MS Forum Panellists With Multiple Sclerosis
Nancy Davis, one of five children, was born and raised in Denver, Colorado. In 1987 she moved to California and now resides in Los Angeles. Nancy is an active individual with an incredible zest for life. She skis, plays tennis, has a black belt in karate, exercises, and travels – living her life to the fullest. She is an extremely dedicated philanthropist, author of Lean On Me and most importantly, she is a full-time mother who is devoted to her five children. Nancy was diagnosed with multiple sclerosis at the young age of 33. She decided that she was too young and too busy to let the disease slow her down. After being told by doctors that she was “lucky” that she could afford live-in assistance when the disease progressed and she became homebound – she was determined to devote her time, relationships and resources to finding a cure. Nancy’s hope, courage and strength continue to inspire her to maintain a vibrant quality of life despite this chronic disease, but most of all, she remains positive, continues to live her life to the fullest and is tireless in her efforts to finding the cure for MS.
Janice Dean is best known for talking about the weather but, the always bubbly Dean, who can be seen most days on the FOX News Channel has become a champion for people living with MS. She has had an extensive career in Radio and Television Broadcasting from Canada to New York. Janice is a member of the American Meteorological Society and was awarded the AMS Seal of Approval in 2009. Janice, diagnosed with MS in 2005, is married and the mother of two young sons. When she was first diagnosed she thought her life was over. To get through the initial shock, Dean began reading books by Richard Cohen, husband of Today Show host Meredith Vieira; Teri Garr and Montel Williams, all of whom have detailed their own struggles with multiple sclerosis. She believes that with a positive attitude she and others can beat this disease.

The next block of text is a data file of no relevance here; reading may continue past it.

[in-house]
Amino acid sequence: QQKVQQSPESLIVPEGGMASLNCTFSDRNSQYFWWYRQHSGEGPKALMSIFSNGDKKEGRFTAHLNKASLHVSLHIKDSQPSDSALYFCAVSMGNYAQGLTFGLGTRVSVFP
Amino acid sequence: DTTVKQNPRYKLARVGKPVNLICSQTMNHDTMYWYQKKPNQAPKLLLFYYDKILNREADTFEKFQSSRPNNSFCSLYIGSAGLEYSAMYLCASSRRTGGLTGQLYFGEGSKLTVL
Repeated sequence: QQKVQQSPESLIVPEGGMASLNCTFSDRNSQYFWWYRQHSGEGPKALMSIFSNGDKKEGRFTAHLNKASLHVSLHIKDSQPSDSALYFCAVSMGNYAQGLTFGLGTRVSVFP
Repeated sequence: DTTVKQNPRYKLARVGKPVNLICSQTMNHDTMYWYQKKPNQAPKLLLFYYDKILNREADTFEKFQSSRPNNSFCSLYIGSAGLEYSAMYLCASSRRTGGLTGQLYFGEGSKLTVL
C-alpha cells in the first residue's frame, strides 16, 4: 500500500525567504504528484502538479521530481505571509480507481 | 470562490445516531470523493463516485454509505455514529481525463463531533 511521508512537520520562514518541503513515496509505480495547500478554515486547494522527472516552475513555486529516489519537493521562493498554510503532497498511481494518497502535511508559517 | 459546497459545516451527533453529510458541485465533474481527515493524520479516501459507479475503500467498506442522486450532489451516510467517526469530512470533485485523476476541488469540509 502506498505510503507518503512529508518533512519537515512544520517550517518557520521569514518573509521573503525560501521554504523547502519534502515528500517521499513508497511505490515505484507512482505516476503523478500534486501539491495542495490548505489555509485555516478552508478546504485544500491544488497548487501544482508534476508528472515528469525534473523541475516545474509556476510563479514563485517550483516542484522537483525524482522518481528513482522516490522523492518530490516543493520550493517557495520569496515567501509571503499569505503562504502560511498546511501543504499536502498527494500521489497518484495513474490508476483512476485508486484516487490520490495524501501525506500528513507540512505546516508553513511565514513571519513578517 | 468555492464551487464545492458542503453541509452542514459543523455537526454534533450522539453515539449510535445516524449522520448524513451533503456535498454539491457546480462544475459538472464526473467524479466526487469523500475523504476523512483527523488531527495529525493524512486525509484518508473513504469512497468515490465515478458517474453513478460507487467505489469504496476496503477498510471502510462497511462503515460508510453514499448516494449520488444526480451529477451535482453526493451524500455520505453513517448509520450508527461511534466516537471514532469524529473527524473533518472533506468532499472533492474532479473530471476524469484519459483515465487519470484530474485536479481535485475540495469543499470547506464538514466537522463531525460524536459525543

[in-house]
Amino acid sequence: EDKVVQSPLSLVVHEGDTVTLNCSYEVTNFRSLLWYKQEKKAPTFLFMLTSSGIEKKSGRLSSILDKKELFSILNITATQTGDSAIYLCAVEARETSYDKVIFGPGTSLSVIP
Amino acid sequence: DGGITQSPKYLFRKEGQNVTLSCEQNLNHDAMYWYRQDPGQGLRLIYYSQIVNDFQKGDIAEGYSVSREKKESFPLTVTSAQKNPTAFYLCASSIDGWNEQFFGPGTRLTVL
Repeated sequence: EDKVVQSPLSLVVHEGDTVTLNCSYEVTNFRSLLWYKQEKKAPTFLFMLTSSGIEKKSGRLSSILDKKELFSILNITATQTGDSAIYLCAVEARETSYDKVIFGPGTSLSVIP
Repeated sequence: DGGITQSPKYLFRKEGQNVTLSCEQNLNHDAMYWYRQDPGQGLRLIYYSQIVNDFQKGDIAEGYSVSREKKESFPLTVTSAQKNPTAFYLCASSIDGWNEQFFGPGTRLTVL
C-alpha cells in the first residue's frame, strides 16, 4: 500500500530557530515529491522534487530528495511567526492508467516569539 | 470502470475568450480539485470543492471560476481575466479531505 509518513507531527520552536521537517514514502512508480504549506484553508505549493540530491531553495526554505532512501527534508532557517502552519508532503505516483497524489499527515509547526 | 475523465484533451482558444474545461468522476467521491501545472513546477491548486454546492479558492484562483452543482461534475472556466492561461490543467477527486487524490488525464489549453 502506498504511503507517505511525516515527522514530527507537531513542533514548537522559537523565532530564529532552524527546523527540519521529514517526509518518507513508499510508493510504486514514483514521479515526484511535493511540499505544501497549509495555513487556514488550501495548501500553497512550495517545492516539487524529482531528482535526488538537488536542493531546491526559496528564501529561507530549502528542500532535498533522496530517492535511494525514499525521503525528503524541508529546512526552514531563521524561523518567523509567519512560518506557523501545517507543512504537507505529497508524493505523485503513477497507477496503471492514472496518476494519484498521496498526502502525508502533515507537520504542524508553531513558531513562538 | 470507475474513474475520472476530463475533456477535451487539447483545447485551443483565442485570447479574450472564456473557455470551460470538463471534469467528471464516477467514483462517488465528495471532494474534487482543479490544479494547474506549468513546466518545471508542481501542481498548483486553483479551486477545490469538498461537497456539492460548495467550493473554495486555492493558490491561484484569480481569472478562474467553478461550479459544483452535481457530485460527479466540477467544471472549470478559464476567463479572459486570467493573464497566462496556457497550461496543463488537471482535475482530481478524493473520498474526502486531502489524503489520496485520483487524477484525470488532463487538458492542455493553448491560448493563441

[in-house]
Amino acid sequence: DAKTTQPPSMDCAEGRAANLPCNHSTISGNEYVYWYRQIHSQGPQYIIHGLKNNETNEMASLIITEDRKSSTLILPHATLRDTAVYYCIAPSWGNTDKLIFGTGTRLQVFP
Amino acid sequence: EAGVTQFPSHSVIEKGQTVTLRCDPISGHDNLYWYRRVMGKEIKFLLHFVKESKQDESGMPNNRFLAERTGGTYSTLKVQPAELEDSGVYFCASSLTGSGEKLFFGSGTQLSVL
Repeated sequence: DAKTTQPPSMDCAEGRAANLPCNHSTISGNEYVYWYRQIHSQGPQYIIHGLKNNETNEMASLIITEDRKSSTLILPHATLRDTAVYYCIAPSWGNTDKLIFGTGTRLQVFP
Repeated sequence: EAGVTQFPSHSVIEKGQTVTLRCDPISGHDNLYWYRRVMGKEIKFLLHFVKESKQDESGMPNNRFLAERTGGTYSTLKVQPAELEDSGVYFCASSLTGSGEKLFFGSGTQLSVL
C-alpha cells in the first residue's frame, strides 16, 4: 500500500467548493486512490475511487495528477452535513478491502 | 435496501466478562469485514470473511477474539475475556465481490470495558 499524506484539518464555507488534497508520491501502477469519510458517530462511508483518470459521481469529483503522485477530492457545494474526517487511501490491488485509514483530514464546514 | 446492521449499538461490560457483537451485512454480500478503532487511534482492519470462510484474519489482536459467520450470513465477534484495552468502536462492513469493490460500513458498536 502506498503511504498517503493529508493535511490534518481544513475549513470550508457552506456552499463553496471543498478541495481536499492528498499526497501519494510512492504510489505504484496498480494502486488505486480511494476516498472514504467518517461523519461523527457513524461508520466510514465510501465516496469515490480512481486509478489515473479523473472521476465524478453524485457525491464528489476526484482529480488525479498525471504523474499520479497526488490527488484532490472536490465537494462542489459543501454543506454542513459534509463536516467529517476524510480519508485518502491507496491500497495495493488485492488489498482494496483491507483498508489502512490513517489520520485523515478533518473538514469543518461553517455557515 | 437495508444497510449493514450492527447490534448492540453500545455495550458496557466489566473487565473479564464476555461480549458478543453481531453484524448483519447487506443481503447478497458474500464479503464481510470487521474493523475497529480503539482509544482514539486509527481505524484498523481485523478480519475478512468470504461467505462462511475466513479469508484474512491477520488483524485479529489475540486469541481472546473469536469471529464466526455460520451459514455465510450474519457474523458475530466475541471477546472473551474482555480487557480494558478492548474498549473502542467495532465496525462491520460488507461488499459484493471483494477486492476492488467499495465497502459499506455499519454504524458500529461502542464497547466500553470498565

One of Hollywood's most popular players of the '70s and early '80s, Garr brought effervescence, crackerjack timing and an air of daffy neurosis to the girlfriends and working moms that she played. Garr had MS symptoms as early as 1983, when she started to trip while jogging, her case was so unusual that she wasn't diagnosed until 1999. Indefatigably upbeat, Teri, author, mother, actress and MS activist went public with her struggle in 2002, and she hasn’t looked back since. Now she’s a National Ambassador for the Multiple Sclerosis Society, a paid spokesperson for an MS medication, and a leading advocate for multiple sclerosis education and research. And while MS remains an often-baffling disease, one thing about Teri Garr is clear: Even in the face of a “speedbump” like MS, she certainly won’t be slowing down anytime soon.